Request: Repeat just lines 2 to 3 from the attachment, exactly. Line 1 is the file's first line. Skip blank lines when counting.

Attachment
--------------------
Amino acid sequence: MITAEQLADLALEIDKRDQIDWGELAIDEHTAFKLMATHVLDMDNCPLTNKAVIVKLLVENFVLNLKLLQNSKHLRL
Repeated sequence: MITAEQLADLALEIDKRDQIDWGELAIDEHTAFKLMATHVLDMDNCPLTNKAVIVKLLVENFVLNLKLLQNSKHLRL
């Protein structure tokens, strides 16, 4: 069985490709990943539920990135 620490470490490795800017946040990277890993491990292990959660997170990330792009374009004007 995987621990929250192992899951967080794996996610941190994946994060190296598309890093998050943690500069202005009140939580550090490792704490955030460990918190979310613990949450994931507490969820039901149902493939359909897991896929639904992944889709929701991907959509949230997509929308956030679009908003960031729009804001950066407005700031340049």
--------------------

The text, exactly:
Repeated sequence: MITAEQLADLALEIDKRDQIDWGELAIDEHTAFKLMATHVLDMDNCPLTNKAVIVKLLVENFVLNLKLLQNSKHLRL
């Protein structure tokens, strides 16, 4: 069985490709990943539920990135 620490470490490795800017946040990277890993491990292990959660997170990330792009374009004007 995987621990929250192992899951967080794996996610941190994946994060190296598309890093998050943690500069202005009140939580550090490792704490955030460990918190979310613990949450994931507490969820039901149902493939359909897991896929639904992944889709929701991907959509949230997509929308956030679009908003960031729009804001950066407005700031340049």